Note that R3 is the digital potentiometer, and that its value can be changed from R3_{HIGH} to R3_{LOW}. Like the DAC, there are MIN and MAX values for these terms. This results in R3_{HIGH(MIN)} and R3_{HIGH(MAX)}, as well as R3_{LOW(MIN)} and R3_{LOW(MAX)}. These values can be obtained from the data sheet of the digital potentiometer selected.
Similar values as seen in Equations 6–9 can calculated (see Equations 11–14 below) using the same methodology described above. Certain codes can be avoided by using the methods shown below in "Compensating for errors in digital adjustment circuitry".
V_{OUTMAX(LOW)} = V_{REFMIN} × (1 + R1_{MIN}/(R2_{MAX} + R3_{LOW(MAX)}))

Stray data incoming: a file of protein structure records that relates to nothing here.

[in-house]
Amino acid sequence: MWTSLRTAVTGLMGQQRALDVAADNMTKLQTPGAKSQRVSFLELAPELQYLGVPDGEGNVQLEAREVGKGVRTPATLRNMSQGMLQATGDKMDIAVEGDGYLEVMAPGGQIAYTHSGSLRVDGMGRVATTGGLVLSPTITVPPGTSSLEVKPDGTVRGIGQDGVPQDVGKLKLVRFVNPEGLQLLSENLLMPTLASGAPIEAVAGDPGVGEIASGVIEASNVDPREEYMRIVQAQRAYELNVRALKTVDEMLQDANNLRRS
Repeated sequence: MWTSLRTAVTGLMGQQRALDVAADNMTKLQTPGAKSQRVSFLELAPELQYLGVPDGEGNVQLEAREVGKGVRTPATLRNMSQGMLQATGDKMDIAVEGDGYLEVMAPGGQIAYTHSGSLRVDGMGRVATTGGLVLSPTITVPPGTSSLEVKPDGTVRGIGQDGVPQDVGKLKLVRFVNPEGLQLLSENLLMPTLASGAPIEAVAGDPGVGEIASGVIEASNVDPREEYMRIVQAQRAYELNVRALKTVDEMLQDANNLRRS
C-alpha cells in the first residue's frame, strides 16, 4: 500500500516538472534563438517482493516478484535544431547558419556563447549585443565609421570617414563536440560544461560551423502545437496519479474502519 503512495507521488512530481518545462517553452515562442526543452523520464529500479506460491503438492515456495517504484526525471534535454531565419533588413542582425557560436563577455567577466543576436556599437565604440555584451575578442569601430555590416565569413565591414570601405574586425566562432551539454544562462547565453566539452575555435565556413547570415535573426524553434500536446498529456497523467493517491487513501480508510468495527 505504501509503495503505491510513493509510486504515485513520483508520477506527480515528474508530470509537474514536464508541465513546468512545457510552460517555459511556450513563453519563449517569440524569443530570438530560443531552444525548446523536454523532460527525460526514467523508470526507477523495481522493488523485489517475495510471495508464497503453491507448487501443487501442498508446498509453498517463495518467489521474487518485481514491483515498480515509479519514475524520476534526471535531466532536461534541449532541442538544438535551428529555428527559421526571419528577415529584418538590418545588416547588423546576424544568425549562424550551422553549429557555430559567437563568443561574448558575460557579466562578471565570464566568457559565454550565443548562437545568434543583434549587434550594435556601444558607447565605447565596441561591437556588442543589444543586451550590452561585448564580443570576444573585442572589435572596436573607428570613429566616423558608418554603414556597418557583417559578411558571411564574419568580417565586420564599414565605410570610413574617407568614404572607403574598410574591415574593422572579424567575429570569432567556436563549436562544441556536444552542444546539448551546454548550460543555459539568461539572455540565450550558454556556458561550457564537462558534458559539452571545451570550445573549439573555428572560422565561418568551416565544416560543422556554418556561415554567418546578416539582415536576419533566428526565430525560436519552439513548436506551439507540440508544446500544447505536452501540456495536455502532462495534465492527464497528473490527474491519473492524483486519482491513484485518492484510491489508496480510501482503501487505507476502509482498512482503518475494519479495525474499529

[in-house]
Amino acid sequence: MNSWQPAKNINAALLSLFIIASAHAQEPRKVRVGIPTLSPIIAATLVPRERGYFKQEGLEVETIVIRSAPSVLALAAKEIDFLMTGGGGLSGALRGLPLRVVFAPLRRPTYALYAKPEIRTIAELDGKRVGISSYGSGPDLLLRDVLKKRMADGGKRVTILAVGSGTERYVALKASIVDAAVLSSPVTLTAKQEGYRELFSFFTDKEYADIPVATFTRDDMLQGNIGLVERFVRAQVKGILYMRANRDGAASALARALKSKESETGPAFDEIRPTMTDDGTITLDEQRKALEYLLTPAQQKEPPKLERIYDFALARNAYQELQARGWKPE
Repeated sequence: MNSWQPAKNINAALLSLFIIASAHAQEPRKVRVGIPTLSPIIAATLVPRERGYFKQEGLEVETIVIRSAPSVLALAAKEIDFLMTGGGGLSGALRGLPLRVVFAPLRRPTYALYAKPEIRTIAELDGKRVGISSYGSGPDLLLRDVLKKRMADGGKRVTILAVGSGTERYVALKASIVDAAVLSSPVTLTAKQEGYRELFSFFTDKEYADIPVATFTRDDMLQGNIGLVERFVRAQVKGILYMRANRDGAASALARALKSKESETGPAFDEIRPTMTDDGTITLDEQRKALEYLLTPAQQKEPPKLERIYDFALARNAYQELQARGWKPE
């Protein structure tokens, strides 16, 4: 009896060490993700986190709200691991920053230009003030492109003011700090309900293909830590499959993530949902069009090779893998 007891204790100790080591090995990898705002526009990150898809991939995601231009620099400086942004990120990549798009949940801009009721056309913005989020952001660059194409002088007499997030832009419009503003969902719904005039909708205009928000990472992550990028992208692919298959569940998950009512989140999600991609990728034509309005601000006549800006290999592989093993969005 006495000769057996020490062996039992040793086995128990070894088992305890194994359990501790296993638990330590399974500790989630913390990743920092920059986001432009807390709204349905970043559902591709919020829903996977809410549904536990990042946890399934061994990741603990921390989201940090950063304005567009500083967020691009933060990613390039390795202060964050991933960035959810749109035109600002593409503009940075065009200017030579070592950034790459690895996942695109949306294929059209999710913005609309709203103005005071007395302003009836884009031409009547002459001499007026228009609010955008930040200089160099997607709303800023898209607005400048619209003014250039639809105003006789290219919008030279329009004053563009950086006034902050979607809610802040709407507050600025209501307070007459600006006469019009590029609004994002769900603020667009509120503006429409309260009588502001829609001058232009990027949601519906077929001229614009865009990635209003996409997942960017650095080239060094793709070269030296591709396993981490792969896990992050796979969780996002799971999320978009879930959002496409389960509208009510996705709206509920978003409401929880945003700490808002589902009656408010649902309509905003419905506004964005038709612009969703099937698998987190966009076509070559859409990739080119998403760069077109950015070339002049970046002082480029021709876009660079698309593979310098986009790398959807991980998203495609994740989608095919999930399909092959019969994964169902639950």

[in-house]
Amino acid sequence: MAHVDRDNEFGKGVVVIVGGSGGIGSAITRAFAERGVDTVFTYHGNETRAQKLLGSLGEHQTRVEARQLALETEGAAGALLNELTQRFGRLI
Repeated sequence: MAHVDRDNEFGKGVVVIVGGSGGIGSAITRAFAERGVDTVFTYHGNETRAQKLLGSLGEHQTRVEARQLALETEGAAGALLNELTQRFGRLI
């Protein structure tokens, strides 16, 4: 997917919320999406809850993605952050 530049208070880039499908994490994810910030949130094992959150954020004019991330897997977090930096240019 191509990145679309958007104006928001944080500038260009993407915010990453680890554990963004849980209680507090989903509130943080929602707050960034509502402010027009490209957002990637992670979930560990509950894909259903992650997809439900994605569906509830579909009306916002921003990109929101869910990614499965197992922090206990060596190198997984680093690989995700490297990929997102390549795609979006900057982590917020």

V_{OUTMIN(HIGH)} = V_{REFMAX} × (1 + R1_{MAX}/(R2_{MIN} + R3_{HIGH(MIN)}))
V_{OUTMAX(HIGH)} = V_{REFMAX} × (1 + R1_{MAX}/(R2_{MIN} + R3_{LOW(MIN)}))
V_{OUTMIN(LOW)} = V_{REFMIN} × (1 + R1_{MIN}/(R2_{MAX} + R3_{HIGH(MAX)}))
PWM Output
Many microprocessors have PWM outputs. These are digital outputs where the duty cycle of the output is adjusted to change the average output voltage. A "DC" voltage is obtained by placing a low-pass output filter at the PWM output. The duty cycle of a PWM output is the percentage of time the output stays high vs. the period of the PWM output. Many microprocessors allow the selection of both the PWM frequency and the PWM duty cycle. For example, the MC68VZ328 microprocessor provides both a 16-bit and an 8-bit PWM output. The number of bits determines the number of adjustment steps of the PWM output. 8-bits is more than adequate for DC-DC converter voltage adjustment, providing 256 steps of PWM adjustment, from 0% duty cycle to 100% duty cycle.